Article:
159	  acpi=ht	Use ACPI boot table parsing, but don't enable ACPI
160			interpreter
161	  acpi=force	Force ACPI on (currently not needed)
163	  acpi=strict   Disable out of spec ACPI workarounds.
165	  acpi_sci={edge,level,high,low}  Set up ACPI SCI interrupt.
167	  acpi=noirq	Don't route interrupts
169	  acpi=nocmcff	Disable firmware first mode for corrected errors. This
170			disables parsing the HEST CMC error source to check if
171			firmware has set the FF flag. This may result in
172			duplicate corrected error reports.
174	PCI
176	  pci=off		Don't use PCI
177	  pci=conf1		Use conf1 access.
178	  pci=conf2		Use conf2 access.
179	  pci=rom		Assign ROMs.
180	  pci=assign-busses	Assign busses
181	  pci=irqmask=MASK	Set PCI interrupt mask to MASK
182	  pci=lastbus=NUMBER	Scan up to NUMBER busses, no matter what the mptable says.
183	  pci=noacpi		Don't use ACPI to set up PCI interrupt routing.
185	IOMMU (input/output memory management unit)
187	 Currently four x86-64 PCI-DMA mapping implementations exist:
189	   1. <arch/x86_64/kernel/pci-nommu.c>: use no hardware/software IOMMU at all
190	      (e.g. because you have < 3 GB memory).
191	      Kernel boot message: "PCI-DMA: Disabling IOMMU"
193	   2. <arch/x86/kernel/amd_gart_64.c>: AMD GART based hardware IOMMU.
194	      Kernel boot message: "PCI-DMA: using GART IOMMU"
196	   3. <arch/x86_64/kernel/pci-swiotlb.c> : Software IOMMU implementation. Used
197	      e.g. if there is no hardware IOMMU in the system and it is need because
198	      you have >3GB memory or told the kernel to us it (iommu=soft))
199	      Kernel boot message: "PCI-DMA: Using software bounce buffering
200	      for IO (SWIOTLB)"
202	   4. <arch/x86_64/pci-calgary.c> : IBM Calgary hardware IOMMU. Used in IBM
203	      pSeries and xSeries servers. This hardware IOMMU supports DMA address
204	      mapping with memory protection, etc.
205	      Kernel boot message: "PCI-DMA: Using Calgary IOMMU"
207	 iommu=[<size>][,noagp][,off][,force][,noforce][,leak[=<nr_of_leak_pages>]
208		[,memaper[=<order>]][,merge][,forcesac][,fullflush][,nomerge]
209		[,noaperture][,calgary]
211	  General iommu options:
212	    off                Don't initialize and use any kind of IOMMU.
213	    noforce            Don't force hardware IOMMU usage when it is not needed.
214	                       (default).
215	    force              Force the use of the hardware IOMMU even when it is
216	                       not actually needed (e.g. because < 3 GB memory).
217	    soft               Use software bounce buffering (SWIOTLB) (default for
218	                       Intel machines). This can be used to prevent the usage
219	                       of an available hardware IOMMU.
221	  iommu options only relevant to the AMD GART hardware IOMMU:
222	    <size>             Set the size of the remapping area in bytes.
223	    allowed            Overwrite iommu off workarounds for specific chipsets.
224	    fullflush          Flush IOMMU on each allocation (default).
225	    nofullflush        Don't use IOMMU fullflush.
226	    leak               Turn on simple iommu leak tracing (only when
227	                       CONFIG_IOMMU_LEAK is on). Default number of leak pages
228	                       is 20.
229	    memaper[=<order>]  Allocate an own aperture over RAM with size 32MB<<order.
230	                       (default: order=1, i.e. 64MB)
231	    merge              Do scatter-gather (SG) merging. Implies "force"
232	                       (experimental).
233	    nomerge            Don't do scatter-gather (SG) merging.
234	    noaperture         Ask the IOMMU not to touch the aperture for AGP.
235	    forcesac           Force single-address cycle (SAC) mode for masks <40bits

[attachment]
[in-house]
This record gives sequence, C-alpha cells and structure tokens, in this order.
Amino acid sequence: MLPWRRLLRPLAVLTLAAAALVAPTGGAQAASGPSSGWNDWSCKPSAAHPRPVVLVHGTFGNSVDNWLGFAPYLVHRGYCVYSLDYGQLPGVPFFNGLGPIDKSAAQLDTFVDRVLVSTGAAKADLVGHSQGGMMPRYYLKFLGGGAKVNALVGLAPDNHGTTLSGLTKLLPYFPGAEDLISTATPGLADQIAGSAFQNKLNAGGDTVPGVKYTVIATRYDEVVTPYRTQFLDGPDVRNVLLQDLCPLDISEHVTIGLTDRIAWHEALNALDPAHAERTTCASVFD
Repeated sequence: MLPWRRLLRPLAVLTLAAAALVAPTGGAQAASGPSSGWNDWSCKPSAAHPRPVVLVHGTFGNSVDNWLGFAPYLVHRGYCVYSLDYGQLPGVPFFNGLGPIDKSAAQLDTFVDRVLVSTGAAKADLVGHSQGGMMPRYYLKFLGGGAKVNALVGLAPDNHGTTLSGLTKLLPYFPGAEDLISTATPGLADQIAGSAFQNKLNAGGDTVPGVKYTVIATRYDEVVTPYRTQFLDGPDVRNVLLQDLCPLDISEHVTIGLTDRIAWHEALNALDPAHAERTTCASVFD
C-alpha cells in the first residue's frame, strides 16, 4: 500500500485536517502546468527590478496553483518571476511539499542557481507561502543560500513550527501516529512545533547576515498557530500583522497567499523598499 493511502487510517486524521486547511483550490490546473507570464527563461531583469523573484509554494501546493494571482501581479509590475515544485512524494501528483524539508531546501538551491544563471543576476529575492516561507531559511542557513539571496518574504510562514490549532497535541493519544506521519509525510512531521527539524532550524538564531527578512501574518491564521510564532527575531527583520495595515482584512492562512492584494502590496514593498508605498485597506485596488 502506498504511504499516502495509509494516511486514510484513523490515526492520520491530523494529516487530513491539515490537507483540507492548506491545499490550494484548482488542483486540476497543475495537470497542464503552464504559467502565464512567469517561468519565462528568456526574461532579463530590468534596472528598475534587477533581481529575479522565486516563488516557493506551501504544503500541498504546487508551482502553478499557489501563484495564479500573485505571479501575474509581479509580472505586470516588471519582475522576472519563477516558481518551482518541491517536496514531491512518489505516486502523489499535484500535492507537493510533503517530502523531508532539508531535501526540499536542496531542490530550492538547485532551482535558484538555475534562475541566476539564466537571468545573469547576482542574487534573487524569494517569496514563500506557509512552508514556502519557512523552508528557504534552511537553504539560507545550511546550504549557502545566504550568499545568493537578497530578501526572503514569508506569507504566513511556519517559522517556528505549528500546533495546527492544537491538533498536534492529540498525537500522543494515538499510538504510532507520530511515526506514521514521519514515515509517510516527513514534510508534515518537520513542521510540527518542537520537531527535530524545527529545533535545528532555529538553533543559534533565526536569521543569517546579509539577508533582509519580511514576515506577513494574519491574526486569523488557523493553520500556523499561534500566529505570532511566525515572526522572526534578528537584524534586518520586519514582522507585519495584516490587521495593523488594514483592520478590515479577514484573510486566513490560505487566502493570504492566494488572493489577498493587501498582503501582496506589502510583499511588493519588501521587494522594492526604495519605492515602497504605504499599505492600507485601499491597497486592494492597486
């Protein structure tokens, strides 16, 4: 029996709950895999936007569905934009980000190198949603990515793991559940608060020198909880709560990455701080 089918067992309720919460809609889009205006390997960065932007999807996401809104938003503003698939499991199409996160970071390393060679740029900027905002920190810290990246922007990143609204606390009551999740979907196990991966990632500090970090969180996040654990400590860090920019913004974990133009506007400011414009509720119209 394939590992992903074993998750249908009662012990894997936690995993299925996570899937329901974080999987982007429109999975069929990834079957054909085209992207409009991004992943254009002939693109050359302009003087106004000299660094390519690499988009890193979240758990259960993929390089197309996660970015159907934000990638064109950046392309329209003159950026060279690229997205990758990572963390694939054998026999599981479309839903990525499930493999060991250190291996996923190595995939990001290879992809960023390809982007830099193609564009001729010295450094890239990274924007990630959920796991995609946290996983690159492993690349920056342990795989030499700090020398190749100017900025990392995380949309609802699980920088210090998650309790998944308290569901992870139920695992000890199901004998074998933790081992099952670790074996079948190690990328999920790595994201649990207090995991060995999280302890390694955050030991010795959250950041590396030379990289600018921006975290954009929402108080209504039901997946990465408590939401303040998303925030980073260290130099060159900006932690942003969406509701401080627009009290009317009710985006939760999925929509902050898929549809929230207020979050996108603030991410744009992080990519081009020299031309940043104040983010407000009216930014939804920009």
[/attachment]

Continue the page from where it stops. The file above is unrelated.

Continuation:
236	                       (experimental).
237	    noagp              Don't initialize the AGP driver and use full aperture.
238	    allowdac           Allow double-address cycle (DAC) mode, i.e. DMA >4GB.
239	                       DAC is used with 32-bit PCI to push a 64-bit address in
240	                       two cycles. When off all DMA over >4GB is forced through
241	                       an IOMMU or software bounce buffering.
242	    nodac              Forbid DAC mode, i.e. DMA >4GB.
243	    panic              Always panic when IOMMU overflows.
244	    calgary            Use the Calgary IOMMU if it is available
246	  iommu options only relevant to the software bounce buffering (SWIOTLB) IOMMU
247	  implementation:
248	    swiotlb=<pages>[,force]
249	    <pages>            Prereserve that many 128K pages for the software IO
250	                       bounce buffering.
251	    force              Force all IO through the software TLB.
253	  Settings for the IBM Calgary hardware IOMMU currently found in IBM
254	  pSeries and xSeries machines:
256	    calgary=[64k,128k,256k,512k,1M,2M,4M,8M]
257	    calgary=[translate_empty_slots]
258	    calgary=[disable=<PCI bus number>]
259	    panic              Always panic when IOMMU overflows
261	    64k,...,8M - Set the size of each PCI slot's translation table
262	    when using the Calgary IOMMU. This is the size of the translation
263	    table itself in main memory. The smallest table, 64k, covers an IO
264	    space of 32MB; the largest, 8MB table, can cover an IO space of
265	    4GB. Normally the kernel will make the right choice by itself.
267	    translate_empty_slots - Enable translation even on slots that have
268	    no devices attached to them, in case a device will be hotplugged
269	    in the future.
271	    disable=<PCI bus number> - Disable translation on a given PHB. For
272	    example, the built-in graphics adapter resides on the first bridge
273	    (PCI bus number 0); if translation (isolation) is enabled on this
274	    bridge, X servers that access the hardware directly from user
275	    space might stop working. Use this option if you have devices that
276	    are accessed from userspace directly on some PCI host bridge.
278	Debugging
280	  kstack=N	Print N words from the kernel stack in oops dumps.
282	Miscellaneous
284		nogbpages
285			Do not use GB pages for kernel direct mappings.
286		gbpages
287			Use GB pages for kernel direct mappings.